Horror Made Me a Drug Addict
By Renzo Guevara
The central idea of a horror film is to present something that terrifies you. Despite the negative connotations, it's still one of the most marketable concepts today.
I’ll be honest, I’ve only actually watched 3 horror films in my life, and in one of them, I had my eyes and ears covered for 99% of the runtime.
Horror is the one thing I can’t do and yet, I’m hopelessly fascinated by it.
Horror films are designed to terrify the viewer. The more disturbing, anxiety-inducing, nightmare-causing, and trauma triggering moments it has (basically everything my therapist told me to avoid), the more successful it is as a product.
I told you that I’ve only seen 3 (ok fine, maybe 2 and a half) horror films in my life but I know about hundreds of other scary stories. I read about it, I watched videos that talk about it, I look at images that show it. It piques my curiosity more than anything.
Yea, I like scaring myself ok. What about it?
If you were to ask me what is my most searched on YouTube before, it would be the likes of “Top 10 scariest videos” or “Real Ghost caught on camera OMG”. And yes, Buzzfeed’s Unsolved Supernatural web-series was always a go-to.
Horror is addicting.
2017’s It Chapter One earned 700 million dollars during its theatrical run. A movie that features a killer clown. A. Killer. Clown. Am I the only one here who had to make my mom promise that there were no clowns at every birthday party we went to?
Nothing says a box office hit more than sh*t your pants.
Why do people flock to watch something that most of us have been scared of ever since we learned how to use the toilet on our own? It’s because horror gives us the adrenaline spikes that feel good.
It’s the fight or flight response we get when we see danger on the screen. Our brain is flooded with endorphins and dopamine that all come splashing down when Michael Myers is about to kill the main character. It’s a euphoric experience. We’re essentially sedentary adrenaline junkies at that point. We like being scared.
People seek vicarious experiences.
The idea that you can safely feel what you might not normally feel in your everyday life is something that enhances the experience of horror.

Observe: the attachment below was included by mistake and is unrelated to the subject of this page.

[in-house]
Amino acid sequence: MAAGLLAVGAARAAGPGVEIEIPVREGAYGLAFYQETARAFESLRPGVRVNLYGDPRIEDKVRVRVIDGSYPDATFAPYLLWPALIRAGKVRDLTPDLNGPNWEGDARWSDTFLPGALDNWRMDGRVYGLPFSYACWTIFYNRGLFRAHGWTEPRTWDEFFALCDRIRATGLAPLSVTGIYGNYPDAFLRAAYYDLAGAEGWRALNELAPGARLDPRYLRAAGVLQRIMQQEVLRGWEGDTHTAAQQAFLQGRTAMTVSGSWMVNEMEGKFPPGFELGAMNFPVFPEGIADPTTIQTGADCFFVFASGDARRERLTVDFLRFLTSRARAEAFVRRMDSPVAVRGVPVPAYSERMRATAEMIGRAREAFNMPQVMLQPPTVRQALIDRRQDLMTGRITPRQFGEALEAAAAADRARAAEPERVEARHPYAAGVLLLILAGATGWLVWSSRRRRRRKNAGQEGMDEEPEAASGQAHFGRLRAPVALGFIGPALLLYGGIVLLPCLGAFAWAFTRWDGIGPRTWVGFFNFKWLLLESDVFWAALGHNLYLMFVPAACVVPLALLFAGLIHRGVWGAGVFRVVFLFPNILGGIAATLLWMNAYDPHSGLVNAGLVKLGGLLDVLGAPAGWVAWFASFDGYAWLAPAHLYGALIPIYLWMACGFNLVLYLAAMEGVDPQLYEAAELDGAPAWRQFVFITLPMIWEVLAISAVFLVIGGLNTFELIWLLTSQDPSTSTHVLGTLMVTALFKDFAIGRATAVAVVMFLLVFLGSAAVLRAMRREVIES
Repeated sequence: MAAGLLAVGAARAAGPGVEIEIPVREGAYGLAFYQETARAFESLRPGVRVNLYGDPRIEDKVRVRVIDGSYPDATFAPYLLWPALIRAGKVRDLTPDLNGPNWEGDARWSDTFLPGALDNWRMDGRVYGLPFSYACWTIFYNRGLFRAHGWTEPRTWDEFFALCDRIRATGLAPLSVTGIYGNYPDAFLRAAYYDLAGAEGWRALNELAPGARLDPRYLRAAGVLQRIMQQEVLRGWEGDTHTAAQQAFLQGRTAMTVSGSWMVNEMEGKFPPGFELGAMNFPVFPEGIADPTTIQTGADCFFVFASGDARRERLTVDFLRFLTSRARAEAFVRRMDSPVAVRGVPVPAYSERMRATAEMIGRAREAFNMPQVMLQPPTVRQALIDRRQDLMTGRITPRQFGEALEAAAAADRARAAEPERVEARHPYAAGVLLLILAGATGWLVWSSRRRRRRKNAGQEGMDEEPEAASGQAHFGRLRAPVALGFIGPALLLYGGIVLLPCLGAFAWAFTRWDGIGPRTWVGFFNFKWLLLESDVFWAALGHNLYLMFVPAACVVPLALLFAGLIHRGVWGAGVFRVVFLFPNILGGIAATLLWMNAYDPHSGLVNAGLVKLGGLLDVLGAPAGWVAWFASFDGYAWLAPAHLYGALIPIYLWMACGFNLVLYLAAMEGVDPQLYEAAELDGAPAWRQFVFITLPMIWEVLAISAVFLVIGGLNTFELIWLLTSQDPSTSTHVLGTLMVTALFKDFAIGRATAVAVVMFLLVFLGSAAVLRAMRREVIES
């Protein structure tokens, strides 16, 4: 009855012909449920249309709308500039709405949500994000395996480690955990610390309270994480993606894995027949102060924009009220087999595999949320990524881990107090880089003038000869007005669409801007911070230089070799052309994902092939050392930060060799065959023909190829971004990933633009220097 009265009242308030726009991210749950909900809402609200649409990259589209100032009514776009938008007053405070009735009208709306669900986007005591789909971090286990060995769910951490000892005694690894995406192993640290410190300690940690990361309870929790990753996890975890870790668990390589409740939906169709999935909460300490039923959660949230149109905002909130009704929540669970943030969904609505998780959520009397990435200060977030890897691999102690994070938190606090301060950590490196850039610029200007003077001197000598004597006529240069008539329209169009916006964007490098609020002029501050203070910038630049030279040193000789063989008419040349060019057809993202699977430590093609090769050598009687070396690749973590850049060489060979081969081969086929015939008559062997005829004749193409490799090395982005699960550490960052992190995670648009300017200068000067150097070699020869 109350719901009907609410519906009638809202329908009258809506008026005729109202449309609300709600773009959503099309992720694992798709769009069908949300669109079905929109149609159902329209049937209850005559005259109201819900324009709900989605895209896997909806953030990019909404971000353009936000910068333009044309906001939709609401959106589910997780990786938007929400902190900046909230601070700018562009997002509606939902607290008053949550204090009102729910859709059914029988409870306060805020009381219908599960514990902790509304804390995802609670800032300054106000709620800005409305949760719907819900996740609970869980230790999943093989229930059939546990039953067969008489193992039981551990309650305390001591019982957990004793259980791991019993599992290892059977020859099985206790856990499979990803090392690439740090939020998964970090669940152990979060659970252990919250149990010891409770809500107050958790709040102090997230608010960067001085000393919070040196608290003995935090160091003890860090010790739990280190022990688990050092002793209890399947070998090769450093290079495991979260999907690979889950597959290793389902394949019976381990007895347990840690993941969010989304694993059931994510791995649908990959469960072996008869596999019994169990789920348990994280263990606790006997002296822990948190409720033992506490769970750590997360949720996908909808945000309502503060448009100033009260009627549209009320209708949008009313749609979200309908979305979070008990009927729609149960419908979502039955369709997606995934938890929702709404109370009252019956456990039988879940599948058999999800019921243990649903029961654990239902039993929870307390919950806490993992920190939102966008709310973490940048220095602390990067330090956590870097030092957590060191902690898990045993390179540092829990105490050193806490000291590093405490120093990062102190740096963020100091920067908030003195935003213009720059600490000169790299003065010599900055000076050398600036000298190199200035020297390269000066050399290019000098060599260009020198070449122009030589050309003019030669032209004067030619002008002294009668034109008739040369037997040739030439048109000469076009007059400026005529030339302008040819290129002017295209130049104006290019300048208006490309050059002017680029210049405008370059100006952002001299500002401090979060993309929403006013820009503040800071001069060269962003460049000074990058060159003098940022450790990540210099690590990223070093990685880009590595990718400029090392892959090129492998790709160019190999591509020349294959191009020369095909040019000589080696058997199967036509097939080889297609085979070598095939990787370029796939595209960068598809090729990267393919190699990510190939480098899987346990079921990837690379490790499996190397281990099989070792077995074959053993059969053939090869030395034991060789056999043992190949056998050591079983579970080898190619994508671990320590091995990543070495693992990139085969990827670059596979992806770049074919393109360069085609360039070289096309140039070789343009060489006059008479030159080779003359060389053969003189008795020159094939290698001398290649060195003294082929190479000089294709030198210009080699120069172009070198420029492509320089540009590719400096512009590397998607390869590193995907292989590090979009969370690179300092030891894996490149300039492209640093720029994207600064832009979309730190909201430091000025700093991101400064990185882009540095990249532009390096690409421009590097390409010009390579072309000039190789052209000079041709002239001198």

It’s not every day you can say that you’ve watched an exorcism happen (at least I hope not). Your brain knows that you are safe behind that screen and so that enables you to go further down that rabbit hole.
When you fear the unknown, you’re also curious of the unknown.
Remember when your parents told you not to open that box under the tree unless it was Christmas day? And you still sneaked out and tried to do it? Feeling like Ethan Hunt sneaking around the house, carefully calculating the creaks your footsteps produce. Don’t judge, you know you had those moments.
That’s exactly what horror does. You don’t know what’s beyond those woods. The townsfolk keep insisting that the house is not to be disturbed. The sign says that the doll will follow you home if you insult it. And yet, like a real genius, you still want to find out the consequences. Horror films provide that safe perspective for you.
Square up, bro.
Take a shot every time you see the words “based on a true story”.
The Conjuring’s marketing featured a poster saying that there were theaters that had priests on standby because people couldn’t handle the movie. 1979’s Alien had a brilliant tagline that says “In space, no one can hear you scream.”
No one likes to lose on a challenge. Every PR team knows exactly what they’re doing when they market a film with those types of statements.
People crave that sense of catharsis after going through an experience they were told they wouldn’t survive.
Remember the horror film I barely watched? That was the only one I experienced in a theater and it was all because I was with a group of friends who told me I was too much of a chicken to come with. I needed to look good in front of the girls, okay? Give me a break.
Walking out of that theater, neck-deep in sweat, I felt so proud of myself. I then proceeded to sleep with all the lights on for the next few weeks but that’s beside the point.
Horror creates community. The people who get scared together, stay together. No sleepover would be complete without a group of friends trying to power through a horror film. Campfire stories were always a contest of who can tell the most disturbing tale. And maybe that’s why I never went to a single sleepover and camping trip.